RUN, MAN, RUN is also the name of THE BIG GUNDOWN’s sequel, starring Milian sans Van Cleef, which I plan to watch.

THE BIG GUNDOWN stars Angel Eyes; Django; Porthos; Emanuelle; Zorro; Yevtushenko; and Stevens.

Pg. Seventeen, IV: The Final Chapter

Posted in FILM, literature with tags , , , , , , , , , , , , , on May 23, 2022 by dcairns

I am now going to begin my story (said the old man), so please attend.

I picked up a few things I’d missed. The kid had a nickname, Obie. Probably from his middle name, since the initial was an O. Obadiah, possibly. Somehow, Obie Westphal sounded better than Henry Westphal. Maybe I’d use it that way after the lead; it would give the story an informal touch.

We were silent for a while and I knew that Obie, like me. was thinking of all the time spent in journalism schools and how little of it could be used when you worked on a Negro newspaper, and how rough it was — how damned nearly impossible — to get something on a daily paper.

In spite of the fact that my father had hidden $400 under the cash register, he was indicted for arson because of the $5,000 worth of insurance on his shop. He and my mother hired a Schrift relative recently out of law school to take the case. They were all convinced the charge was ridiculous. Why would an arsonist set such a small fire? All my father wanted was the $5,000 of stolen stock to be replaced. Because we didn’t have the money to raise the bail, he was taken to The Tombs. When I heard that word, I was convinced he was buried alive like my Zayda, so I was very surprised to see him alive at the trial.

The trial lasted one hundred and ninety days. Some hundred witnesses swore that the accused was Roger Charles Tichbourne–among them, four comrades-at-arms from the 6th Dragoons. Orton’s supporters steadfastly maintained that he was no impostor–had he been, they pointed out, he would surely have attempted to copy the juvenile portraits of his model. And besides, Lady Tichbourne had recognized and accepted him; clearly, in such matters, a mother does not err. All was going well, then–more or less–until an old sweetheart of Orton’s was called to testify. Not a muscle of Bogle’s face twitched at that perfidious maneuver by the “family”; he called for his black umbrella and his top hat and he went out into the decorous streets of London to seek a third inspiration. We shall never know whether he found it. Shortly before he came to Primrose Hill, he was struck by that terrible vehicle that had been pursuing him through all these years. Bogle saw it coming and managed to cry out, but he could not manage to save himself. He was thrown violently against the paving stones. The hack’s dizzying hooves cracked his skull open.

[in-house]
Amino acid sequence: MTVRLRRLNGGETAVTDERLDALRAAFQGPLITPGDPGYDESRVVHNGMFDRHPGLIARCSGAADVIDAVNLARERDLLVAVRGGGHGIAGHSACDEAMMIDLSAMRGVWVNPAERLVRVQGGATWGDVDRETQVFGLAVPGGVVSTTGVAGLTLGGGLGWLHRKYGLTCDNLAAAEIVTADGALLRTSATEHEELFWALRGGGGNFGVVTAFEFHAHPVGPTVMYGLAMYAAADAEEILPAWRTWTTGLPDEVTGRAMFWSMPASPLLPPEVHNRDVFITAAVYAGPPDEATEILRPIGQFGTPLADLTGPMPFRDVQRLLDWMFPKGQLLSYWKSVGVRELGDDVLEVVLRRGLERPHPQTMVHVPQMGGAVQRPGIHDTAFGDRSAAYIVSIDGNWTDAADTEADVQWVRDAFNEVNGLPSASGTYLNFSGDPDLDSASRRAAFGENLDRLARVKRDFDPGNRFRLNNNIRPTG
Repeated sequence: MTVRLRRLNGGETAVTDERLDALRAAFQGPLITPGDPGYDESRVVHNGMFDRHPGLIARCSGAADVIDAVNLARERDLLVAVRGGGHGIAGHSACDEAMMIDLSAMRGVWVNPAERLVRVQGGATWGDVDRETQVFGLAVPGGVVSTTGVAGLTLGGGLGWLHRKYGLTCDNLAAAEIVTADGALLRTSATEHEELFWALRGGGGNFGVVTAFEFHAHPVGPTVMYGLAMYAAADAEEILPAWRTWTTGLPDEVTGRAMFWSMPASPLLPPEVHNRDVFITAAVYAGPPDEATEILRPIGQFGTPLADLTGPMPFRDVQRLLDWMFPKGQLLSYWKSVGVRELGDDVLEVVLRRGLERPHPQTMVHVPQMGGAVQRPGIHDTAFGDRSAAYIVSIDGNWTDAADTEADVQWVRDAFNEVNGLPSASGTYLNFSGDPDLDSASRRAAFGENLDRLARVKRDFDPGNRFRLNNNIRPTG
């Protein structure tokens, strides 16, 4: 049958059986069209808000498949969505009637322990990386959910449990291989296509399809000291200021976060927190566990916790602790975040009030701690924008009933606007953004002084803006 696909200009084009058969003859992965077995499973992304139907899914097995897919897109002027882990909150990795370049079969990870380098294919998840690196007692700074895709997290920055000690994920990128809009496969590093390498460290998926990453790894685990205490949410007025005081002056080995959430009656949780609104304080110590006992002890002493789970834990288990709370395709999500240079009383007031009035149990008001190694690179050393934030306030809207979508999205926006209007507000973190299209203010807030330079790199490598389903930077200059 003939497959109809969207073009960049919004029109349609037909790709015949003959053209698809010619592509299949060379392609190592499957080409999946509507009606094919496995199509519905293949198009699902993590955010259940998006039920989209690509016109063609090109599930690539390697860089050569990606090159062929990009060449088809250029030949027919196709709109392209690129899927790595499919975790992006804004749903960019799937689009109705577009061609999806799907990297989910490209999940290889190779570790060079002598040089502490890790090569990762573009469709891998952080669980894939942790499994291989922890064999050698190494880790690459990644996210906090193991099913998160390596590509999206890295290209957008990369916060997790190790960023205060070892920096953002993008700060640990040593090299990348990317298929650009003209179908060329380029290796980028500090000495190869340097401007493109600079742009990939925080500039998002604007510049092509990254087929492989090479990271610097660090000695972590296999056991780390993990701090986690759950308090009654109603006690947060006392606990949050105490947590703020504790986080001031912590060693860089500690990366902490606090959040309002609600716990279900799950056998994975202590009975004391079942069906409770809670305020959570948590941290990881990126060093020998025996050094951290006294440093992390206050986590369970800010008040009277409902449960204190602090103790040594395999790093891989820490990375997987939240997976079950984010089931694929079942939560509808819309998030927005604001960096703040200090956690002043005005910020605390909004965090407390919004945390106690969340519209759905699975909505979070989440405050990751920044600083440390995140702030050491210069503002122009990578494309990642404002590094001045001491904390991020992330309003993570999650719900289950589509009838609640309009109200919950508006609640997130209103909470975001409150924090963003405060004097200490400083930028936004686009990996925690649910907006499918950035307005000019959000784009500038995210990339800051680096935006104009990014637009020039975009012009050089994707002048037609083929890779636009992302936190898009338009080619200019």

The countless tight squeezes you have been in during the course of your life, the desperate moments when you have felt an overpowering need to empty your bladder and no toilet is at hand, the times when you have found yourself stuck in traffic, for example, or sitting on a subway stalled between stations, and the pure agony of forcing yourself to hold it in. This is the universal dilemma that no one ever talks about, but everyone has been there at one time or another, everyone has lived through it, and while there is no other example of human suffering more comical than the bursting bladder, you tend not to laugh about these incidents until after you have relieved yourself–for what person over the age of three would want to wet his pants in public? That is why you will never forget these words, which were the last words spoken to one of your friends by his dying father: “Just remember, Charlie, he said, “never pass up an opportunity to piss.” And so the wisdom of the ages is handed down from one generation to the next.

All the spurious old father figures rush onstage.

Seven paragraphs from seven different page seventeens from seven different books, variously located.

Tales from the Arabian Nights, edited by Andrew Lang; The Deep End by Fredric Brown; One For New York by John A. Williams; Shelley: Also Known as Shirley, by Shelley Winters; The Improbable Impostor–Tom Castro, from A Universal History of Infamy, from Collected Fictions by Jorge Luis Borges; Winter Journal by Paul Auster; The Place of Dead Roads by William Burroughs.